David Bourget (Western Ontario)
David Chalmers (ANU, NYU)
Rafael De Clercq
Jack Alan Reynolds
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The basic income proposal provides everyone in a society, as an unconditional right, with access to a certain level of income. Introducing such a right is bound to raise questions of institutional feasibility. Would it lead too many people to opt out of the workforce, for example? And even if it did not, could a constitution that allowed some members of the society to do this – at whatever relative cost – prove acceptable in a society of mutually reciprocal, equally positioned members? I assume in this short essay, however, that none of these problems is insurmountable. I concentrate on the question of how far republicanism makes room for justifying something like a right to basic income, assuming that there are no problems of this kind with introducing and establishing such a right. Any satisfactory argument for a basic income should satisfy two desiderata. First is that of adequacy: the argument should establish a right to an intuitively..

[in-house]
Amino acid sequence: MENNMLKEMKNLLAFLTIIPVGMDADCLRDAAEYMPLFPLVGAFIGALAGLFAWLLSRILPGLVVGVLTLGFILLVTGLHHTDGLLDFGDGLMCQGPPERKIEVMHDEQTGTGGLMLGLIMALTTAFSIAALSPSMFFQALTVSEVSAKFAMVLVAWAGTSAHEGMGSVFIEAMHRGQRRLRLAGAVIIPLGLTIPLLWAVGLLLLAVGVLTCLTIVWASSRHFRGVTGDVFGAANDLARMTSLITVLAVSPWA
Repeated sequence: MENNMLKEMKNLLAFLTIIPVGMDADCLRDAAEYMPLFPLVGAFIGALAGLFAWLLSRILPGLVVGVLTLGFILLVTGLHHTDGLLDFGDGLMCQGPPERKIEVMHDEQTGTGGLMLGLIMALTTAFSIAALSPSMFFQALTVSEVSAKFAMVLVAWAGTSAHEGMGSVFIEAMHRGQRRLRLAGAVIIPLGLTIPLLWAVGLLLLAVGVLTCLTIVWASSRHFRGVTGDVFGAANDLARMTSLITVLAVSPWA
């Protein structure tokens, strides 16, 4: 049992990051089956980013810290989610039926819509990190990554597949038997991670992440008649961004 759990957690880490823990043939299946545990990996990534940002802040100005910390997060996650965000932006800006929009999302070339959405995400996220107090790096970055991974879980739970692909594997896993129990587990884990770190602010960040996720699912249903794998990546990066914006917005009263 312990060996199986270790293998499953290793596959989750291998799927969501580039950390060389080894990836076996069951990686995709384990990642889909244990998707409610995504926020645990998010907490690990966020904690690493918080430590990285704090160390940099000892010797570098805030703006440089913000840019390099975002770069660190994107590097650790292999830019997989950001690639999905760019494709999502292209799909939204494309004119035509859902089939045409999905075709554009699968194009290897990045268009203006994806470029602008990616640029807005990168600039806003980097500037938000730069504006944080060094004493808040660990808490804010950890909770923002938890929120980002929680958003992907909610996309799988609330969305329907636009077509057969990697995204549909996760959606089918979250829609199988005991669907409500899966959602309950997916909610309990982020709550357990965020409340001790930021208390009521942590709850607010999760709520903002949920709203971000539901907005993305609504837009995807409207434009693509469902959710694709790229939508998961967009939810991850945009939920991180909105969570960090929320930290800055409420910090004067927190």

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M. Victoria Costa (2013). Is Neo‐Republicanism Bad for Women? Hypatia 28 (4):921-936.
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